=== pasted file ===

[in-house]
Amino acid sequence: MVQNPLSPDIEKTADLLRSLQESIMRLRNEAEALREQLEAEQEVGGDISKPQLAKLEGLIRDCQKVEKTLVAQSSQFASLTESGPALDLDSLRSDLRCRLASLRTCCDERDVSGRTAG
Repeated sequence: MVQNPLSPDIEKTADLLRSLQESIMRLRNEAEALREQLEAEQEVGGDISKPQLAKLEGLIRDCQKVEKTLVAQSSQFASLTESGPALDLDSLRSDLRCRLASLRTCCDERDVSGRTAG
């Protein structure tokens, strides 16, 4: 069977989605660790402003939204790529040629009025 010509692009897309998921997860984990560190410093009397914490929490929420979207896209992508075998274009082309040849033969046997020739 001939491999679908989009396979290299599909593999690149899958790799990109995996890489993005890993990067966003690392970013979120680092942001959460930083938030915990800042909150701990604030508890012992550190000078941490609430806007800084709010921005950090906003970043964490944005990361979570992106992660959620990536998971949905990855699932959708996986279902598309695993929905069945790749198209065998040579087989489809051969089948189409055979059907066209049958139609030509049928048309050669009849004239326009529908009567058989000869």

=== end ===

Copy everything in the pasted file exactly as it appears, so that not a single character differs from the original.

[in-house]
Amino acid sequence: MVQNPLSPDIEKTADLLRSLQESIMRLRNEAEALREQLEAEQEVGGDISKPQLAKLEGLIRDCQKVEKTLVAQSSQFASLTESGPALDLDSLRSDLRCRLASLRTCCDERDVSGRTAG
Repeated sequence: MVQNPLSPDIEKTADLLRSLQESIMRLRNEAEALREQLEAEQEVGGDISKPQLAKLEGLIRDCQKVEKTLVAQSSQFASLTESGPALDLDSLRSDLRCRLASLRTCCDERDVSGRTAG
């Protein structure tokens, strides 16, 4: 069977989605660790402003939204790529040629009025 010509692009897309998921997860984990560190410093009397914490929490929420979207896209992508075998274009082309040849033969046997020739 001939491999679908989009396979290299599909593999690149899958790799990109995996890489993005890993990067966003690392970013979120680092942001959460930083938030915990800042909150701990604030508890012992550190000078941490609430806007800084709010921005950090906003970043964490944005990361979570992106992660959620990536998971949905990855699932959708996986279902598309695993929905069945790749198209065998040579087989489809051969089948189409055979059907066209049958139609030509049928048309050669009849004239326009529908009567058989000869």